Current Exhibit

Conspiracy of Goodness: How French Protestants Rescued Thousands of Jews During WWII

Opening October 2017

The KHC unveils of our newest original exhibition that tells the story of how an isolated Huguenot community in the Loire Valley, saved 3,500 Jews from Nazi Germany and the soldiers of Vichy France.

Villagers of Le Chambon-sur-Lignon, joined together to conceal, rescue, and provide false documentation for Jews and French Resistance fighters at great risk to their own lives. They offered sanctuary and kindness to refugees, while they, the Huguenots or Calvinists, had lived under oppression themselves and were targets of religious persecution for hundreds of years. The unwavering willingness of the villagers of Le Chambon to help those in need, is a testament to the power of the human spirit and will serve as an outstanding model to students and other visitors about our responsibility to respond to global events.

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Core Exhibit

World War II & The Holocaust

The KHC core exhibit space, is a group of kiosks, a twenty foot long multi-media time line and mounted interactive computerized exhibits that tell the story of the Holocaust, beginning in pre-World War II Germany and continuing on to the current day. Residing here is a mixture of artifacts and archival materials from the KHC collection, audio and film clips, and video testimony of local Holocaust survivors reflecting on their experiences.

Past Exhibits

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    The Jacket from Dachau: One Survivor’s Search for Justice, Identity, and Home

    In July of 2015, KHC was contacted by a vintage clothing dealer about a recent acquisition of a unique garment at an estate sale. In the back of a walk-in closet, amid a variety of old shirts and vintage dresses, hung a faded striped jacket. A year later, we now know the story of Benzion Peresecki, a young Jewish man from Lithuania who wore this jacket for ten months in Dachau and kept it for 33 years.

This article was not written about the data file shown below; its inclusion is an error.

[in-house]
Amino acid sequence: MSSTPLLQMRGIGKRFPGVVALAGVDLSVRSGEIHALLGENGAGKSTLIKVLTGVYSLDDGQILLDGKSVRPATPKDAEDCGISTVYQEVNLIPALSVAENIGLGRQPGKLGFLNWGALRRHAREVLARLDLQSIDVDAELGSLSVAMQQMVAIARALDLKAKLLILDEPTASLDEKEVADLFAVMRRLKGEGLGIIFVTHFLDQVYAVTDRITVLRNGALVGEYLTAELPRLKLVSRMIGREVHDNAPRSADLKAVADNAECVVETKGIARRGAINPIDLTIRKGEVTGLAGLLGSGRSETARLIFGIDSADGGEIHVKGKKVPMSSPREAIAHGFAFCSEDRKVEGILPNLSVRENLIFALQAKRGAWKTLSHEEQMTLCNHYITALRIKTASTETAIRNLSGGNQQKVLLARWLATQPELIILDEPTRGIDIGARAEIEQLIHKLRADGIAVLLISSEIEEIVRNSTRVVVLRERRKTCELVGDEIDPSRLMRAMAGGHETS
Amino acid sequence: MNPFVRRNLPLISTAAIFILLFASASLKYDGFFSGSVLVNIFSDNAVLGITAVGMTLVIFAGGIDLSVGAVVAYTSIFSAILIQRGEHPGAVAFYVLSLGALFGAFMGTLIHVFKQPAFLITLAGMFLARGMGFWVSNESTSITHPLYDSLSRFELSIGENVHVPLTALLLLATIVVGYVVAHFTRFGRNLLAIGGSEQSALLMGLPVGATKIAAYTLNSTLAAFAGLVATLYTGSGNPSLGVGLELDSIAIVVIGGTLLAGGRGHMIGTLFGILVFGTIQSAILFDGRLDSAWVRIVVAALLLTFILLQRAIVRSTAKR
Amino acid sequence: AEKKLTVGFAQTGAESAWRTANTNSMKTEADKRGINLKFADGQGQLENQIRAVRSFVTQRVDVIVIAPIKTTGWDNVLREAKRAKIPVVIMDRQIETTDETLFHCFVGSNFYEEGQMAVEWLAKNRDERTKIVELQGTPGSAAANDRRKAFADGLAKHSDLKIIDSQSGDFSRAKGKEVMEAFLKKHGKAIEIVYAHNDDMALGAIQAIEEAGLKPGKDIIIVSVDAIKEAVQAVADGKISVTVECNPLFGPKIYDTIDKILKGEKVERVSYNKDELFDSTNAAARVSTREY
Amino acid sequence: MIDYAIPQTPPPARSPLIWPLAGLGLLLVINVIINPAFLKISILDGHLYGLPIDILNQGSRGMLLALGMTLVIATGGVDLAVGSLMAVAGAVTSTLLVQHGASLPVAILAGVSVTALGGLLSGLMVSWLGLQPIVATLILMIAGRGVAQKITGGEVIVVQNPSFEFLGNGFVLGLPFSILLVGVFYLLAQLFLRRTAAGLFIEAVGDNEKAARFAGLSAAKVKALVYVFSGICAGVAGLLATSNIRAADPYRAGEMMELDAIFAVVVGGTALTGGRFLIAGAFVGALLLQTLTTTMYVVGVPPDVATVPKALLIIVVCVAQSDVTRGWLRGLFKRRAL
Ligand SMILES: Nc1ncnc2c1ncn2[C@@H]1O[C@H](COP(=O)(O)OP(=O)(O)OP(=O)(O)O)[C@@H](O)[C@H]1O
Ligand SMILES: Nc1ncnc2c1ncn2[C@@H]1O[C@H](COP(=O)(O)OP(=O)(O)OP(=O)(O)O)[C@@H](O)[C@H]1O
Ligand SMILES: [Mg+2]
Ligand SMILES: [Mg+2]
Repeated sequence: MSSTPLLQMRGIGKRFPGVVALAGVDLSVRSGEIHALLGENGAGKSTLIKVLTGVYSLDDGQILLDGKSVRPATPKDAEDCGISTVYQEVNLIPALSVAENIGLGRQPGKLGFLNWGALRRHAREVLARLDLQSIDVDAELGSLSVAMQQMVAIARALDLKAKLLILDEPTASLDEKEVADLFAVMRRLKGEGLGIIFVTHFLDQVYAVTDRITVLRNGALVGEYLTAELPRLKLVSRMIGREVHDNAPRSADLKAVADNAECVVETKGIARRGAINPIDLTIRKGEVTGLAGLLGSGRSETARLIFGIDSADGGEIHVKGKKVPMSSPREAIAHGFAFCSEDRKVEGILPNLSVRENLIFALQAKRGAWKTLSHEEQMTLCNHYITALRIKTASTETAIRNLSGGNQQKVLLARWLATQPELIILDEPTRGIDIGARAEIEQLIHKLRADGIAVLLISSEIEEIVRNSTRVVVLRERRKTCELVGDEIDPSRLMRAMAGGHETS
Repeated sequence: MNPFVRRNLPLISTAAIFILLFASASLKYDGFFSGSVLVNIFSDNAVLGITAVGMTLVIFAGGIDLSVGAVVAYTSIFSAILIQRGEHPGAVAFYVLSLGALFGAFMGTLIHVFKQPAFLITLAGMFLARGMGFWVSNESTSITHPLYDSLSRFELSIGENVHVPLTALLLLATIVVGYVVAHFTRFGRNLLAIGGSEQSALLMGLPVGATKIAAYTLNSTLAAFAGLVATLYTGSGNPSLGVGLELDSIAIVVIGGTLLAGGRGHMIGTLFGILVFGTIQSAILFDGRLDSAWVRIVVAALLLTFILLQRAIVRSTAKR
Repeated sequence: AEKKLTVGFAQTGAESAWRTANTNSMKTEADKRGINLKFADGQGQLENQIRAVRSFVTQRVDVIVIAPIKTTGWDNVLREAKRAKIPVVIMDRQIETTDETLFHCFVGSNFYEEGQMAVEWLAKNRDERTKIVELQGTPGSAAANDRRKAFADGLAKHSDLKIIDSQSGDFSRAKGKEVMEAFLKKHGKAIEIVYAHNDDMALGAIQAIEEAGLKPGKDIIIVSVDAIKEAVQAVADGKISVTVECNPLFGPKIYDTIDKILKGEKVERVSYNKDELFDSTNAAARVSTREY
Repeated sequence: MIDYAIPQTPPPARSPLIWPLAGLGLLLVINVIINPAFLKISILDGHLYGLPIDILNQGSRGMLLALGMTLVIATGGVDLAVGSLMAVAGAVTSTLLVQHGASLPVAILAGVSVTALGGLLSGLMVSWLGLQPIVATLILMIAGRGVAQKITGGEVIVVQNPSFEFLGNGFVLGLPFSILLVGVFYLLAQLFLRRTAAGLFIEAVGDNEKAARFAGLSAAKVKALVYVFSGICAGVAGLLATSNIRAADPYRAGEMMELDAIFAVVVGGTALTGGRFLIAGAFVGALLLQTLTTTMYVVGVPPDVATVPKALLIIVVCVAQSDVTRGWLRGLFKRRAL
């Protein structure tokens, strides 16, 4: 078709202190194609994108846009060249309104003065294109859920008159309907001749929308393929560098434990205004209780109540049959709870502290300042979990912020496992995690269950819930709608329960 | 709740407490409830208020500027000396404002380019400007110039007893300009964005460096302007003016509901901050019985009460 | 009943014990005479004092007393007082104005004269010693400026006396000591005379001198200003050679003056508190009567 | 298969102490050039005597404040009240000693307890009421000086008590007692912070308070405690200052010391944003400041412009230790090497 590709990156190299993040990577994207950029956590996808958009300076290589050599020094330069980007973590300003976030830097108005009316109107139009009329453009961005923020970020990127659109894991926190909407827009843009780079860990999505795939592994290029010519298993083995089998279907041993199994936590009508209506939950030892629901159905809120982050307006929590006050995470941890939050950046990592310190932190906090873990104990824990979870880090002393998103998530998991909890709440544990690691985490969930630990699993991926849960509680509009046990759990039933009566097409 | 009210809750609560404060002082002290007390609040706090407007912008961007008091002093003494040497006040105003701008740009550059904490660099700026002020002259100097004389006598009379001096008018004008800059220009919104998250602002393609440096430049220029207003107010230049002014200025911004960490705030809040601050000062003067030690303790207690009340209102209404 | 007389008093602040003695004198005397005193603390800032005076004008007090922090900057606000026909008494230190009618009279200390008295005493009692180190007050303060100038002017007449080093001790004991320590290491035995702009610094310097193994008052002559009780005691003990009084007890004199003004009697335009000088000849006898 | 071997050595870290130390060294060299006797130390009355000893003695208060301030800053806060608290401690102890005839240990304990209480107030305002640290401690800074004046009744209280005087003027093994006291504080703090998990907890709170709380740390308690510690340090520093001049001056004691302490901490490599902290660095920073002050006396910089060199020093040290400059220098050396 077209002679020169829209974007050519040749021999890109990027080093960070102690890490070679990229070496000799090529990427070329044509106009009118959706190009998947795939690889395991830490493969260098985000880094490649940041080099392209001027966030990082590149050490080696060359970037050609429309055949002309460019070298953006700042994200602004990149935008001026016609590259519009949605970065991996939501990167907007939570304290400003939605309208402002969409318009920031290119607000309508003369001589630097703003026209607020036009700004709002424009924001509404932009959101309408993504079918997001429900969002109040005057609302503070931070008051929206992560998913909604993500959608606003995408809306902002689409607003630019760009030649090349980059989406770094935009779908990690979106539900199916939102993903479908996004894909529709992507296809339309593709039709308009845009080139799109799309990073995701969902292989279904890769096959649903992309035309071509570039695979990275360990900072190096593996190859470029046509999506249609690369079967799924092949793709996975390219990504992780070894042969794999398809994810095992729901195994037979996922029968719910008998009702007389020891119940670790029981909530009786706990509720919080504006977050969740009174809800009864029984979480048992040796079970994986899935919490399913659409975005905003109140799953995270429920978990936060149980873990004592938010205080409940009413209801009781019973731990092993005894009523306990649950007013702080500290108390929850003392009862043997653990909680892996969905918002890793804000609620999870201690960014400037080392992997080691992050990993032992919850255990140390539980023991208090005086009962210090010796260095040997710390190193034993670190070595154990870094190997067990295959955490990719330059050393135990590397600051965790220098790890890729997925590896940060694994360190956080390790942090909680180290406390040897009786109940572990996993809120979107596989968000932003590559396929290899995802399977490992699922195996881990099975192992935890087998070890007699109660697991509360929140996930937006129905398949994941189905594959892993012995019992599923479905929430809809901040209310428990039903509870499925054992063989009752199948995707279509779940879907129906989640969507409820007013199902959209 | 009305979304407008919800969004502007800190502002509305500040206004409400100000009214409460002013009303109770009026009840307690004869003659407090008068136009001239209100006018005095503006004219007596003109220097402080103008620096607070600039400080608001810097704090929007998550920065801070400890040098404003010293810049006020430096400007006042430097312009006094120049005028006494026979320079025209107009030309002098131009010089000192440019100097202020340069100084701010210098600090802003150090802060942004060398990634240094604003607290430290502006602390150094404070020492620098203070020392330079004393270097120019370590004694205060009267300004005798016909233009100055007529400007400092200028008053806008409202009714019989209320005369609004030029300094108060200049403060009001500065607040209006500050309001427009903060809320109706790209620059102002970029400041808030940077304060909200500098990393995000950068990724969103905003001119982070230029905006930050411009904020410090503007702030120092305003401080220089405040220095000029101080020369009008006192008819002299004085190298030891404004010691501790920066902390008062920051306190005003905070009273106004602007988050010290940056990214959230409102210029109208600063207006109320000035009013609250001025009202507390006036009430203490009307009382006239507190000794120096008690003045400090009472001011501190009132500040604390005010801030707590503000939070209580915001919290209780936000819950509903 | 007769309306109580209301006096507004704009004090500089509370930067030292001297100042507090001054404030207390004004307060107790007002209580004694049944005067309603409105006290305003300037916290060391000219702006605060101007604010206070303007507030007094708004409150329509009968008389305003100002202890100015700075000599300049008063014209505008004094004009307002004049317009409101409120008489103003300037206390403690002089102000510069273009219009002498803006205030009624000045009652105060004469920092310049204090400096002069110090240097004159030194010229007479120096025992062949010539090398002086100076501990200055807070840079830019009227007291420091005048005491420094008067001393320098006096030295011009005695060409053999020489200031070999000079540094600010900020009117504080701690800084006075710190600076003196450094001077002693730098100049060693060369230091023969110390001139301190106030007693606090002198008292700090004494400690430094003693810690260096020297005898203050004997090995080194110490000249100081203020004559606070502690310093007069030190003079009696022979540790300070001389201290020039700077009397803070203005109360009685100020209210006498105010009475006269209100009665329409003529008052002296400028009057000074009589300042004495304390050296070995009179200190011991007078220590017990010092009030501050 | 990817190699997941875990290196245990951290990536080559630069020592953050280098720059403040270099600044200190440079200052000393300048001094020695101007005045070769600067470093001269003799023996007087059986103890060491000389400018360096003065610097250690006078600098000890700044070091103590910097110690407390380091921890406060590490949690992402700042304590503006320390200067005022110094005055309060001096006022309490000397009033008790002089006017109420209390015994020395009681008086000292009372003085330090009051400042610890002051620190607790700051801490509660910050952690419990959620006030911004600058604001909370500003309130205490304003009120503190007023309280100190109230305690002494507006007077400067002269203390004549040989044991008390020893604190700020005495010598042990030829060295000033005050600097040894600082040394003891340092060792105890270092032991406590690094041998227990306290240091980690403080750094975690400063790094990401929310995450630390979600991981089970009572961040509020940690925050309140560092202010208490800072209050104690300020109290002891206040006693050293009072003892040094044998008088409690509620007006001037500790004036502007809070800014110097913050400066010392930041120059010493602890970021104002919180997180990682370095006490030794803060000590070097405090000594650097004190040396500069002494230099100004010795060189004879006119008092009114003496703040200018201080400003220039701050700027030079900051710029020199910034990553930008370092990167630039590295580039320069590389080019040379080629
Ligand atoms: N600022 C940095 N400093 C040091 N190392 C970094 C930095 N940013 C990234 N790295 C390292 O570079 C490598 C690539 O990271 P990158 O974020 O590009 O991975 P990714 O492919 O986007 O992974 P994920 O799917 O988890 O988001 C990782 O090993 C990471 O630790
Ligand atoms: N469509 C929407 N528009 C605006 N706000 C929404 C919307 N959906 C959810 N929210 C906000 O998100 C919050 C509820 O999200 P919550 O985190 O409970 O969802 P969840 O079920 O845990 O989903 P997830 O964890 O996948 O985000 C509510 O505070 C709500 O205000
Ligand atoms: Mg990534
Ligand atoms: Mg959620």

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  • Producing Silence: Hollywood, the Holocaust, and the Jews

    This original illustrated exhibition discusses the impact of the Holocaust, the Nazi party and antisemitism, and their effect on the production and censorship of the American film industry. This exhibit is an attempt to capture and explore some of the tensions that Hollywood faced during the 1930-1942 years.

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  • In the Land of the Shahs: Jewish Lives in Persia/Iran

    This exhibit documents the rich history of the Jews of Persia/Iran. It focuses extensively on World War II, the golden period under the last Shah, the Islamic revolution, and recent struggles of Jews with antisemitism and Holocaust denial. Produced with the involvement of the local Iranian/Persian community and scholars, it contains over 43 historic, archival, and modern day images that help to tell this unique story.

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  • Unwelcomed Words: Nazi Anti-Jewish Street Signs

    In Germany, beginning in 1933, the Nazis implemented anti-Jewish instructions and practices in order to segregate the Jews. This exhibit focuses on the public signs that relentlessly degraded, harassed, offended, hurt, and perniciously contributed to the curtailment of Jewish life in Germany before the outbreak of World War II. 

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